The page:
Four ways to save on travel lodging costse

Published on Thu, Feb 28, 2008 by Al Krause and Ruth Higgins

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Four ways to save on travel lodging costse

By Al Krause and Ruth Higgins

Those of us who remember when we could buy Loonies for 70 cents and White Rock was a cheap date, know that the Canadian dollar is now about par with U.S. money.

But have you looked at euros lately? A year ago, the U.S. dollar was worth .77€, now about .67€. Next year the dollar’s value may be even less.

I.

For senior travelers, the falling dollar presents two problems.”

First, it will cost more to travel in foreign countries. Second, it is cheaper for people in Europe, Asia and elsewhere to come to the U.S. More visitors mean fewer bargains for us. Does that mean your next vacation is on the Alabama Coast?

We have some suggestions for those who still want to travel abroad. First, use any accumulated points for airline travel. Second, consider our four money-saving approaches to lodging – hostels, vacation clubs, budget rooms through Internet searches, and hospitality exchange clubs.

Hostels are our first choice. They are usually described as “youth” or “backpacker.” At an average age of 74, we rarely increase the median age significantly. We wheel our luggage. During nine weeks in New Zealand and Australia last year, we stayed in hostels 38 nights. We always reserve single rooms. Toilets and washrooms are often down the hall, but rarely crowded.

We cook most breakfasts and some evening meals in the communal kitchens. Along with saving money for tours and upscale restaurants, we meet enjoyable people – stoves are great gathering places.

Membership in Hostelling International is $18 per year for seniors (55+), opening the door to over 4,000 hostels in 60 countries (see www.hiayh.net).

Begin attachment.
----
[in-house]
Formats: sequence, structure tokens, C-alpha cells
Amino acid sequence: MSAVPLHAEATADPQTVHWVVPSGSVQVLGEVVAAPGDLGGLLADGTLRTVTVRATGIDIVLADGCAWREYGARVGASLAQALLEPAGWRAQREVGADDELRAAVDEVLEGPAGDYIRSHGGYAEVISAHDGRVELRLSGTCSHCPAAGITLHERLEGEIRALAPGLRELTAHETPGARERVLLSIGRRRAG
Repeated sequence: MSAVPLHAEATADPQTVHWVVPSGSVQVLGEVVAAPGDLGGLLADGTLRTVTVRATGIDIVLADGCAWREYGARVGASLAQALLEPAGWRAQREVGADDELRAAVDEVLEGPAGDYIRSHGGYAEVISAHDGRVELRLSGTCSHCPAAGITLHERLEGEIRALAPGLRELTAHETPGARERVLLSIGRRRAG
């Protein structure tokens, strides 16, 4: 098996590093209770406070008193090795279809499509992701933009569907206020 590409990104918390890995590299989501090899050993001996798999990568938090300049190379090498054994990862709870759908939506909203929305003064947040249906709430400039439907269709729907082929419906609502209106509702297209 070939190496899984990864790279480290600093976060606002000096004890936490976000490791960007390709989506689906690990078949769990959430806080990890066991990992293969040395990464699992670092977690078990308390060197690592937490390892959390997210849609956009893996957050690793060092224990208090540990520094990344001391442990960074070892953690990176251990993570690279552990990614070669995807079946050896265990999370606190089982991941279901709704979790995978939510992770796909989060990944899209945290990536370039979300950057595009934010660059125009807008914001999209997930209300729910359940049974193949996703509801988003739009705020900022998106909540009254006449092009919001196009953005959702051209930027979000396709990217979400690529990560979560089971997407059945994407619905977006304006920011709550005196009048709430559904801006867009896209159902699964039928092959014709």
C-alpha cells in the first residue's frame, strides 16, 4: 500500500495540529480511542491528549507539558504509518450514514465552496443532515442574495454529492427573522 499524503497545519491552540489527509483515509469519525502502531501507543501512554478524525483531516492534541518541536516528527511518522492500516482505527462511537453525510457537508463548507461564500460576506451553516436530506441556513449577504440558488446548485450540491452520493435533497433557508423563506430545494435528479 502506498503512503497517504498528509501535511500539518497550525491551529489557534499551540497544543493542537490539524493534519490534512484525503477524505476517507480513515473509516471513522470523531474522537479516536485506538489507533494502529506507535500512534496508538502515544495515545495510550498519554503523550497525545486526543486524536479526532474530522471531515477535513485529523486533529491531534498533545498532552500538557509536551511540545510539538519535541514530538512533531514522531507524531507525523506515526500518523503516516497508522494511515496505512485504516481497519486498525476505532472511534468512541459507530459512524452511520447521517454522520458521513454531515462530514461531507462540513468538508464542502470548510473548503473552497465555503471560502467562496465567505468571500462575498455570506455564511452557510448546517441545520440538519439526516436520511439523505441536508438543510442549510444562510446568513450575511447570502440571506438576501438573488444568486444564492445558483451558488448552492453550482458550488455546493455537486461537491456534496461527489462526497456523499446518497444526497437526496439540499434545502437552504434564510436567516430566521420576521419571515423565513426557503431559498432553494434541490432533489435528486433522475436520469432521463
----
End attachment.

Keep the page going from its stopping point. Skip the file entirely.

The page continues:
To give hostels a trial run, try the Birch Bay Hostel and Guesthouse. Open from May to September, guestrooms are just $45 per couple per night; no membership is required. Located in the Lions Camp Horizon Park off Alderson, the hostel’s phone is 360-371-2180.

II.

Another economy lodging choice, perhaps surprising, is a vacation club. We went to a WorldMark by Wyndham sales meeting in Birch Bay to get a free DVD player and two free nights at a motel in Vancouver.

We never expected to buy until an illustration of motel room price increases over 20 years prompted us to make a $6,000 investment. Once past that initial outlay, which lasts for years and can be bequeathed, plus quarterly dues, only a small housekeeping fee remains to pay.

In planning for our trip down under, we combined points over two years to make reservations at three WorldMark resorts.

Unlike hostels that are often in city centers, club resorts are usually located in a suburb and require car rental; however, the opportunities to recharge in relative luxury were welcome breaks on our long trip.

In Sydney, our last stop, we stayed in an ideally located downtown WorldMark studio, costing us out-of-pocket only the $45 housekeeping fee. For more information, call 800-860-6142.

III.

A third money saver is the Internet. It can provide some pleasant surprises. Two years ago, Al needed to go back to San Francisco, where he had lived for 37 years, to meet an editor from Boston.

Online, Ruth found the Hotel des Arts that we had not known about. A double with shared bath, now $69 a night, is a genuine bargain and is located in the center of the city. You may also see the website: www.travelocity.com/Hotels.

IV.

Our fourth suggestion is the Affordable Travel Club. This hospitality exchange club, started by a Gig Harbor couple, has members throughout the world.

The deal is you pay $60 a year and make available a bedroom in your home plus breakfast and an hour orientation to your area. Visitors offer a “gratuity” of $20 US for a couple. Members, who must be age 40 and over, are expected to host at least three times a year. But don’t think of ATC as a cheap motel. “When people ask me where I’m staying tonight, I say I’m visiting friends I haven’t met yet,” said a member from Florida.

Living in a small cottage with only one guest room, we were hesitant about hosting. However, twice we’ve stayed in homes where the hostess gave up her bedroom for us.

From both women we learned a lot about themselves and their cities, going far beyond ATC requirements. We have hosted guests from Tacoma, Washington to Perth, Australia.

When one couple decided our guest room was too small, they invited us to join them for dinner, and we have become good friends on their subsequent visits here. See www.afforordabletravelclub.net; phone 253-858-2172.

As is said, “Travel is broadening.” Sharing bathrooms and kitchens is like being part of a big family.

If that doesn’t appeal to you, Gulf Shores, Alabama, they say, is really nice.